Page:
Prior to Elizabeth May’s election (“House Rules,” May), her background, community involvement, and environmental achievements were nothing short of extraordinary. Once in the House, however, she virtually disappeared from public view, and her voice has been silenced.
The Green leader’s problem is that she has failed to transition smoothly into her new role as legislator. She has criticized the government in various post-budget interviews, but where has she been for the past year?
It’s unreasonable for her to be so harsh toward the government now, when she has neglected to reach out and collaborate with the Conservatives on environmental initiatives. Many Canadians, including me, expect the first and only Green Party MP to advocate on behalf of the environment. In this regard, May has failed us all.
As a freelance writer and a postie, I’ll have to go into work tomorrow and admit to my colleagues that I am not Bill Walker and did not write “The Last Post?” (May).
Postal workers can be reluctant to follow the herd. Rumour has it that fewer than one-third of union members even bothered to show up for the strike vote last year, so I guess Canada Post is right: we only have ourselves to blame for the lockout, and for the immeasurable damage to the company’s reputation and its bottom line.
Read @walrusmagazine this morning and want to sit on my porch and hug my letter carrier, possibly bring her/him cookies.
Bully for You
At the end of Rachel Giese’s essay (“Bully Pulpit,” May), she notes that we no longer tolerate bullying with the excuse “boys will be boys.” However, she begins by excusing her son’s negative behaviour at school because he is a “hothead.” So is she saying that because hotheads will be hotheads, educators are wrong to seek external authority when kids threaten or hurt others and don’t respond to schools’ interventions?
I agree that zero tolerance policies are problematic for schools, in that they leave little room to apply the spirit rather than the letter of the law. There is also a useful distinction between systematic victimization and harassment of a particular child and a bully’s inappropriate handling of conflict—the former being more motivated by power and control, the latter more situation specific.
Hothead or not, it is not okay for Ms. Giese’s child to hurt others. It is her job to teach her son to inhibit the inappropriate behaviour to which he appears prone when angered, and for the school to step in to protect others. As a parent of two children in elementary school, I expect no less.
Christine Purdon, Ph.D., C.Psych.
Department of Psychology, University of Waterloo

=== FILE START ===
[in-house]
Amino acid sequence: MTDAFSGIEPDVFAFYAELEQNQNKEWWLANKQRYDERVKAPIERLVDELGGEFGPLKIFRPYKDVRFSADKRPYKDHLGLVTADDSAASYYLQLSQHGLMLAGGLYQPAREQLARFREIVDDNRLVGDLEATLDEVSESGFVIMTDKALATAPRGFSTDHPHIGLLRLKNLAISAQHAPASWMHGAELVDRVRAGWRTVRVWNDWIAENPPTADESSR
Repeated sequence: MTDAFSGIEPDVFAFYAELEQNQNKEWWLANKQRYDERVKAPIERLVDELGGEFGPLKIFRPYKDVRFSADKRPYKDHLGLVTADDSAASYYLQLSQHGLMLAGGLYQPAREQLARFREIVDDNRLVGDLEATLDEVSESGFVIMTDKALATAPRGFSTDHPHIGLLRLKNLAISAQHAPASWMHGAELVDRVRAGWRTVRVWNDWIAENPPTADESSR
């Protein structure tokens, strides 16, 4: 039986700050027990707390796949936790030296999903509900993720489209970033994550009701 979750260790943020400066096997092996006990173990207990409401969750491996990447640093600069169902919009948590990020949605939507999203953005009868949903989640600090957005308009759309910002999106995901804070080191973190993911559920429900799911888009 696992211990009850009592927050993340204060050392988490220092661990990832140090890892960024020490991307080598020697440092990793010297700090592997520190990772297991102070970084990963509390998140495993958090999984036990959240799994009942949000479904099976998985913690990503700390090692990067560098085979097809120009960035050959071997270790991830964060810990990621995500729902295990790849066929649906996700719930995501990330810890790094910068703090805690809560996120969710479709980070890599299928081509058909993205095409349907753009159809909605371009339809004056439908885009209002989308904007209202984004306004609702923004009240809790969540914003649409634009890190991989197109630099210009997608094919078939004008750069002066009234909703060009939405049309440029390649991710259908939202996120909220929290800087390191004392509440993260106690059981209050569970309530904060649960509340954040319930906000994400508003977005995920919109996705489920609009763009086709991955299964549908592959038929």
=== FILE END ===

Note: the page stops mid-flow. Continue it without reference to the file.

I was excited to read “Bully Pulpit,” as I have wondered for some time about many points stated in the article. The message delivered to the younger generation seems increasingly one sided; we need to consider all anti-bullying perspectives. Because of a distorted view, my generation has adopted somewhat of a bullying attitude toward the issue, and when we try to confront bullies we do so with intimidation and violence. Rachel Giese has enlightened me, and I am glad I’m not the only one in this boat.
The Critical Impulse
I agree with Kyle Carsten Wyatt (“Of Culture and Condos,” May) that condos offer “the illusion of community while cultivating insularity.” Arguably, they represent just one of the new technologies that serve to isolate us as humans.
There is an antidote to condo living, however, which prospective buyers may not consider, because it doesn’t get hyped by developers: the co-op, a more social and democratic lifestyle with no landlord or expensive management fees.
Two years ago, I moved from a million-dollar house in a North Vancouver suburb to a three-bedroom fourplex off Lonsdale Avenue. Within a five-block radius, I have a park, a rec centre, numerous coffee shops, too many restaurants to count, a mega-drugstore, greengrocers, a pet store, three bakeries, and public transportation. My experience has been nothing like Northrop Frye’s, or the author’s, thoughts on condo living.
North Vancouver, BC
This article from @walrusmagazine is making me think of @Metric… “I don’t wanna die living in a high rise grave.”
All Wound Up
One challenge in this evolving field (“Lost on the Gene Map,” May) is the intrinsically unbalanced support for research into the emerging ethical, legal, and social aspects. Genomic science has been granted special public funding status, through the national and regional genome organizations in Canada—partly, I suspect, because the 50 percent partnership formula is politically popular. Whether through industry or granting councils, far more opportunity exists to generate matching funds in basic and applied molecular biology than in the above fields, so social sciences and humanities researchers who could enliven the debate have little incentive to participate.
This genie is not going back in the bottle any time soon, but we need different approaches to motivating research that will inform policy discussions if we are to address the human questions raised by the technology.
Prince George, BC
This article is only the tip of the iceberg. The ethical and regulatory systems, structures, and processes that underlie this research are unstable, contradictory, and fraught with tensions between privacy and profit.
Great piece in “The Walrus” on how lost we are in genetics. So much new information, so iffy a grasp of it all.
This appeared in the July/August 2012 issue.